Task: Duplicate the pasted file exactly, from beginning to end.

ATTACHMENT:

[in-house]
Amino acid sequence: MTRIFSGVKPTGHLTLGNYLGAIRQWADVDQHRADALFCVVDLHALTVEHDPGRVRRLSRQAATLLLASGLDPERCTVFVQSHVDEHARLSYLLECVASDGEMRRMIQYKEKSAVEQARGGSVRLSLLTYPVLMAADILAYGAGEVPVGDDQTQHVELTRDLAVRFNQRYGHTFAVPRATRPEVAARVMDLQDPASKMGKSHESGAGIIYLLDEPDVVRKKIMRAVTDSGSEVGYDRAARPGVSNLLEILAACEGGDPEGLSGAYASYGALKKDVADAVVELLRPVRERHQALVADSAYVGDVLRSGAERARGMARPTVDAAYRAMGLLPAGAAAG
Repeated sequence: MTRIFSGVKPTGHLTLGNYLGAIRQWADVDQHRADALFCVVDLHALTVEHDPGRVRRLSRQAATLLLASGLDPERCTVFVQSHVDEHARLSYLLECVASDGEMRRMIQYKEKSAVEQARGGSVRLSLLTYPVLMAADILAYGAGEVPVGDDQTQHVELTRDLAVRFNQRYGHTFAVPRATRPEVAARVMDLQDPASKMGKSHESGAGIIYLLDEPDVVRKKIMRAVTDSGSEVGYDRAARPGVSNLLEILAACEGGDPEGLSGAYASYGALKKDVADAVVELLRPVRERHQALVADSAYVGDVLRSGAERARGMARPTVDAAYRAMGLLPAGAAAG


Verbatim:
[in-house]
Amino acid sequence: MTRIFSGVKPTGHLTLGNYLGAIRQWADVDQHRADALFCVVDLHALTVEHDPGRVRRLSRQAATLLLASGLDPERCTVFVQSHVDEHARLSYLLECVASDGEMRRMIQYKEKSAVEQARGGSVRLSLLTYPVLMAADILAYGAGEVPVGDDQTQHVELTRDLAVRFNQRYGHTFAVPRATRPEVAARVMDLQDPASKMGKSHESGAGIIYLLDEPDVVRKKIMRAVTDSGSEVGYDRAARPGVSNLLEILAACEGGDPEGLSGAYASYGALKKDVADAVVELLRPVRERHQALVADSAYVGDVLRSGAERARGMARPTVDAAYRAMGLLPAGAAAG
Repeated sequence: MTRIFSGVKPTGHLTLGNYLGAIRQWADVDQHRADALFCVVDLHALTVEHDPGRVRRLSRQAATLLLASGLDPERCTVFVQSHVDEHARLSYLLECVASDGEMRRMIQYKEKSAVEQARGGSVRLSLLTYPVLMAADILAYGAGEVPVGDDQTQHVELTRDLAVRFNQRYGHTFAVPRATRPEVAARVMDLQDPASKMGKSHESGAGIIYLLDEPDVVRKKIMRAVTDSGSEVGYDRAARPGVSNLLEILAACEGGDPEGLSGAYASYGALKKDVADAVVELLRPVRERHQALVADSAYVGDVLRSGAERARGMARPTVDAAYRAMGLLPAGAAAG